This will provide some comfort for passengers who have faced uncertainty in the past few months due to very short-term confirmation of timetables – in some cases as little as 48 hours ahead of travel for weekends.
In an attempt to improve reliability, Avanti introduced revised timetables in August. But this only led to passengers facing significant challenges with buying tickets and reserving seats.
ORR challenged Avanti in August to provide a recovery plan for returning to providing timetable information to passengers in line with industry norms (currently 6-8 weeks ahead of travel). This initial plan was rejected by the regulator.
A revised plan has since been submitted and shows a substantially improving picture for weekday timetable information, a more gradual improvement for weekends, and positive plans for the Christmas period.
The key enabler for delivering the improvements is additional resources brought into both the Avanti and Network Rail timetable planning teams, with Avanti drawing on consultancy support while the situation stabilises.
Stephanie Tobyn, Director of Strategy, Policy and Reform at ORR said:
Notes to Editors:
- Timetables and ticket sales for the Christmas travel period are expected to open at 7 weeks out, but are dependent on formal confirmation from Network Rail.
- Railway timetables generally are still recovering from the pandemic. The industry aims to introduce a new timetable planning process which is unlikely to return to confirming the timetable 12 weeks in advance. Implementation of the new process will however require changes to the railway Network Code.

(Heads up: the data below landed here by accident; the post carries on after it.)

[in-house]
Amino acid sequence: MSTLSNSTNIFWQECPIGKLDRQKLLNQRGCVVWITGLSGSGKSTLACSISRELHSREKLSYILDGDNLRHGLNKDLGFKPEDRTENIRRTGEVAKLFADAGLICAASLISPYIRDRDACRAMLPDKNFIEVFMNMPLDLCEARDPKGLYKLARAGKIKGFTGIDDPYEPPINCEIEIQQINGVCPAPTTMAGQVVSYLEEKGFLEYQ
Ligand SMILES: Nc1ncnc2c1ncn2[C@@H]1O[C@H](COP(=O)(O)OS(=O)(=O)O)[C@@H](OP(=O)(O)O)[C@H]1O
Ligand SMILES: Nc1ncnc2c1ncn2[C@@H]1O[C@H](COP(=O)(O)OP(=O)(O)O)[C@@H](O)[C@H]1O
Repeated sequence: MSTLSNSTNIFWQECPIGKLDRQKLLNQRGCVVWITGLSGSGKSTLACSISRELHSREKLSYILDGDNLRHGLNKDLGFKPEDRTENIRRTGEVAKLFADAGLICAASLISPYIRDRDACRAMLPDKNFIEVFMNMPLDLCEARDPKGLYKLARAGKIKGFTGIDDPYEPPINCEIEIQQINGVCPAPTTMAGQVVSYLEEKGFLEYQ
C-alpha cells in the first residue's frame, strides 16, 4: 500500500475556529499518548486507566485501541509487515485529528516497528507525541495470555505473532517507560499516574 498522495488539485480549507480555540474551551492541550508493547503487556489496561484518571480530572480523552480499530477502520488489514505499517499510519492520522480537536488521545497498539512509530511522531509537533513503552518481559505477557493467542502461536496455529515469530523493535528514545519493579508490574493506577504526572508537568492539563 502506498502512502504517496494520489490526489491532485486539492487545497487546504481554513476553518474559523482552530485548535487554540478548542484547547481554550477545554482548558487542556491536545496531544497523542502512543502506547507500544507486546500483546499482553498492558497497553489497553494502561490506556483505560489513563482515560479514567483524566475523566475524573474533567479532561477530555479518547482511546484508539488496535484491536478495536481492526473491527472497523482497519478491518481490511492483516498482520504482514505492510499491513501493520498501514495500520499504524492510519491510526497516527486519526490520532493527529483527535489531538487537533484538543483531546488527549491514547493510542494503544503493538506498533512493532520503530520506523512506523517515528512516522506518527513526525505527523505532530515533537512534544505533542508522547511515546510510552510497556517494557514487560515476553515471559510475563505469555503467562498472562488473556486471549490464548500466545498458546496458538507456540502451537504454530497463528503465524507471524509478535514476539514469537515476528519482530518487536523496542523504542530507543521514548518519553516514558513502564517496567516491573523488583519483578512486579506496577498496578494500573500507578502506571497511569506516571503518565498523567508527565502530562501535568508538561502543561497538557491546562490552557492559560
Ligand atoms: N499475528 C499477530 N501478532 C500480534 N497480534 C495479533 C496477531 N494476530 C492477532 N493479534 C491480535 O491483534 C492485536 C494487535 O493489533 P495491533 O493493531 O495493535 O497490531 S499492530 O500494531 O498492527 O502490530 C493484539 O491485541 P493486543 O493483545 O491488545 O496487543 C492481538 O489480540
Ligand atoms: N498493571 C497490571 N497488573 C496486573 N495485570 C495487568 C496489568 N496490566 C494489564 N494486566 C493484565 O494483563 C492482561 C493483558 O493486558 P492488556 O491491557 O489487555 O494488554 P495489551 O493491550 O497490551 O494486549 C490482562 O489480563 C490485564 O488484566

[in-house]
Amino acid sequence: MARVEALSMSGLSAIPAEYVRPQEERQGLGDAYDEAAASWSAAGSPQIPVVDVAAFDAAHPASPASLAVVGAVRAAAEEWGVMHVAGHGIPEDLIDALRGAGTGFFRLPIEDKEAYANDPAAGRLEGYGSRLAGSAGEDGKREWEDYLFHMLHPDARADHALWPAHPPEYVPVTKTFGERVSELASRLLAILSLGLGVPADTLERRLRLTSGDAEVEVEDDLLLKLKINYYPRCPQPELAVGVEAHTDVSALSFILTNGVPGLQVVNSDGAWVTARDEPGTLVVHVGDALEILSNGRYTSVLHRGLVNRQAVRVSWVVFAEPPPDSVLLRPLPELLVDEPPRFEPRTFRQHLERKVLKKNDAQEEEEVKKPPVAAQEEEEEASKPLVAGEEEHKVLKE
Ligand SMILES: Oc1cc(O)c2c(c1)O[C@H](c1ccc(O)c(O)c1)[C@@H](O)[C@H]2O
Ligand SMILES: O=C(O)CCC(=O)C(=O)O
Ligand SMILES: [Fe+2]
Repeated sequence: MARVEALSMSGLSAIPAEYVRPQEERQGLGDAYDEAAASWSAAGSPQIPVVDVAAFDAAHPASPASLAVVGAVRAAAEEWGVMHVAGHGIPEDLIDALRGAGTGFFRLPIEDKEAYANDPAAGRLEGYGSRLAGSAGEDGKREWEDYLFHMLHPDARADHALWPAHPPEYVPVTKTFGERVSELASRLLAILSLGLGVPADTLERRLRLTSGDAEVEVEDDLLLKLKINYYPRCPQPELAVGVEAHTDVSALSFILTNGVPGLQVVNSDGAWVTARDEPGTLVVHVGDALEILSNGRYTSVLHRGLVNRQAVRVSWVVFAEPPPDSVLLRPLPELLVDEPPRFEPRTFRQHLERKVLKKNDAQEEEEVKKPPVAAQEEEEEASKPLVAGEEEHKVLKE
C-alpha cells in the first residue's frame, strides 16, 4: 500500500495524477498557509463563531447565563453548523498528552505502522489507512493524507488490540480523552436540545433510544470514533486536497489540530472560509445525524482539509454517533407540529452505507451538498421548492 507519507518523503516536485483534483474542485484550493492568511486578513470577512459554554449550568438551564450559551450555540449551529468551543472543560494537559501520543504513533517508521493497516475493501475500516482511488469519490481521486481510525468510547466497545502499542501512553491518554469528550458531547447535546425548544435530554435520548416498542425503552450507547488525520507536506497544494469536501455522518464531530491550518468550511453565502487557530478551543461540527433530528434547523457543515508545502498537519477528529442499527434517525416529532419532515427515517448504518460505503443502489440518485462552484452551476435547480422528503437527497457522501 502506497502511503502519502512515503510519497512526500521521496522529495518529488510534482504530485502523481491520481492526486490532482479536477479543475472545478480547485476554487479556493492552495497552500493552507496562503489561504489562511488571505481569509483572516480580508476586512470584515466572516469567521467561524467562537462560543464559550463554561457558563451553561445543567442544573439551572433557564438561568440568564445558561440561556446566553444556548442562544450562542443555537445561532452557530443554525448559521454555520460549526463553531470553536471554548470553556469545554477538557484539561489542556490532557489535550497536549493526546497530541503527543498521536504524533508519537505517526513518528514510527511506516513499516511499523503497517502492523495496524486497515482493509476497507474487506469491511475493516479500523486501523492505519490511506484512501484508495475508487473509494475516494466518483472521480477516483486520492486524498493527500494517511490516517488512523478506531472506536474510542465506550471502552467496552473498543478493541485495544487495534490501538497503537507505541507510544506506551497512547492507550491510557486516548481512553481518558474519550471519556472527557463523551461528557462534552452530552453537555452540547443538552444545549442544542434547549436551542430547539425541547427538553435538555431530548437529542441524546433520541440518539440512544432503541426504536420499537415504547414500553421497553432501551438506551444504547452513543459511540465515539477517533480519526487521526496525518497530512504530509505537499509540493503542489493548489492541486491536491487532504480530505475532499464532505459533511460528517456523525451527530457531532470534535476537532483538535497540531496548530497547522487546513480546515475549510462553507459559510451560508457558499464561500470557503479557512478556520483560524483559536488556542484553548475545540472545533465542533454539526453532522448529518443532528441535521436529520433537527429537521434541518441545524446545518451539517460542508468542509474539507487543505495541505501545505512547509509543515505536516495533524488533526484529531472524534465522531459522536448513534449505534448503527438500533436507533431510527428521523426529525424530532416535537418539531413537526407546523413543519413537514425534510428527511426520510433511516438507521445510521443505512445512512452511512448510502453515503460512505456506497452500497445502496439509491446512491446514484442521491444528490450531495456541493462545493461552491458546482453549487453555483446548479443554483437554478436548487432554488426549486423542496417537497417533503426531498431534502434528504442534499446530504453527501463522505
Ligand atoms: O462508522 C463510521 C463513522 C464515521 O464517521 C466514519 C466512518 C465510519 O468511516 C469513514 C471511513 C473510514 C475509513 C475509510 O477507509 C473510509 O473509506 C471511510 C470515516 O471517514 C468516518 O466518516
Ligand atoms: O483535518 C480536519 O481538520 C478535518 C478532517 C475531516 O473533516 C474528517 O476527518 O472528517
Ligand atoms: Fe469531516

Network Rail is responsible for coordinating and validating timetables for the national rail network. Each train and freight operating company develops the timetable they would like to run in their area, and Network Rail then coordinates all the different timetables to produce a single national rail timetable.
It currently updates the timetable for the national rail network twice a year, in May and December. This allows train and freight operating companies a regular opportunity to make changes to their services – run more or new services, change the timing of their services, and/or change their routes.
The “Informed Traveller” process then allows the long term timetable to be changed to accommodate special events and engineering works. Once agreed between operators and Network Rail the timetable is updated. These changes are currently being made at 6-8 weeks ahead of travel
- The Office of Rail and Road is the economic and safety regulator of Britain’s railway. ORR also holds National Highways to account for its performance and efficiency.
- Our passenger facing work derives from the licences we issue to train and station operators, including Network Rail for its managed stations, and from our powers and responsibilities under consumer and competition law.